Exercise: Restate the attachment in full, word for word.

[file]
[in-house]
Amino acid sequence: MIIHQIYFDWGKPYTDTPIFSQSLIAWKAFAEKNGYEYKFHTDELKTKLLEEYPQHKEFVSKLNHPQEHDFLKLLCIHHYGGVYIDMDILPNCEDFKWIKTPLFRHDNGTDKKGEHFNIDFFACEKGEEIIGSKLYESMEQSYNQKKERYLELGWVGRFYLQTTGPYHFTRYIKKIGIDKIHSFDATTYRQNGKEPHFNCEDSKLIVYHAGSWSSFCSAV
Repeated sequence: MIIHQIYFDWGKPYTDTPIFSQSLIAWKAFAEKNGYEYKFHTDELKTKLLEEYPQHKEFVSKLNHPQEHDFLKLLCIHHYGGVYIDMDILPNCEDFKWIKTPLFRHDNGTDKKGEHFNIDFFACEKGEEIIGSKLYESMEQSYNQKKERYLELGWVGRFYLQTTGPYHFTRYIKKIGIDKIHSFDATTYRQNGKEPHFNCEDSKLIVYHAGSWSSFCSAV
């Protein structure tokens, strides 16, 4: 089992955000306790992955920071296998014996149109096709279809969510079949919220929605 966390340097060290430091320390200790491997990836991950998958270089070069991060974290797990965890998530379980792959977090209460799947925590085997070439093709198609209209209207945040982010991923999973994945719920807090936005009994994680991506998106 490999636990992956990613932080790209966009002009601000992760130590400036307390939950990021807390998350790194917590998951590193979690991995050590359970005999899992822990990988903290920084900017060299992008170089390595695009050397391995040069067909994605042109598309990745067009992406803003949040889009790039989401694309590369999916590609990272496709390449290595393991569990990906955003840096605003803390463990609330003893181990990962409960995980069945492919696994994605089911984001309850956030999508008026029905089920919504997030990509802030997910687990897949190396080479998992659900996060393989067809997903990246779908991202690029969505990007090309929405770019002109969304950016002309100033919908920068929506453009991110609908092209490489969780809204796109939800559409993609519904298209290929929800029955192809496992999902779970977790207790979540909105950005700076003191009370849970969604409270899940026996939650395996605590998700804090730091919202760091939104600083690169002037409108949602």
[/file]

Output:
[in-house]
Amino acid sequence: MIIHQIYFDWGKPYTDTPIFSQSLIAWKAFAEKNGYEYKFHTDELKTKLLEEYPQHKEFVSKLNHPQEHDFLKLLCIHHYGGVYIDMDILPNCEDFKWIKTPLFRHDNGTDKKGEHFNIDFFACEKGEEIIGSKLYESMEQSYNQKKERYLELGWVGRFYLQTTGPYHFTRYIKKIGIDKIHSFDATTYRQNGKEPHFNCEDSKLIVYHAGSWSSFCSAV
Repeated sequence: MIIHQIYFDWGKPYTDTPIFSQSLIAWKAFAEKNGYEYKFHTDELKTKLLEEYPQHKEFVSKLNHPQEHDFLKLLCIHHYGGVYIDMDILPNCEDFKWIKTPLFRHDNGTDKKGEHFNIDFFACEKGEEIIGSKLYESMEQSYNQKKERYLELGWVGRFYLQTTGPYHFTRYIKKIGIDKIHSFDATTYRQNGKEPHFNCEDSKLIVYHAGSWSSFCSAV
């Protein structure tokens, strides 16, 4: 089992955000306790992955920071296998014996149109096709279809969510079949919220929605 966390340097060290430091320390200790491997990836991950998958270089070069991060974290797990965890998530379980792959977090209460799947925590085997070439093709198609209209209207945040982010991923999973994945719920807090936005009994994680991506998106 490999636990992956990613932080790209966009002009601000992760130590400036307390939950990021807390998350790194917590998951590193979690991995050590359970005999899992822990990988903290920084900017060299992008170089390595695009050397391995040069067909994605042109598309990745067009992406803003949040889009790039989401694309590369999916590609990272496709390449290595393991569990990906955003840096605003803390463990609330003893181990990962409960995980069945492919696994994605089911984001309850956030999508008026029905089920919504997030990509802030997910687990897949190396080479998992659900996060393989067809997903990246779908991202690029969505990007090309929405770019002109969304950016002309100033919908920068929506453009991110609908092209490489969780809204796109939800559409993609519904298209290929929800029955192809496992999902779970977790207790979540909105950005700076003191009370849970969604409270899940026996939650395996605590998700804090730091919202760091939104600083690169002037409108949602």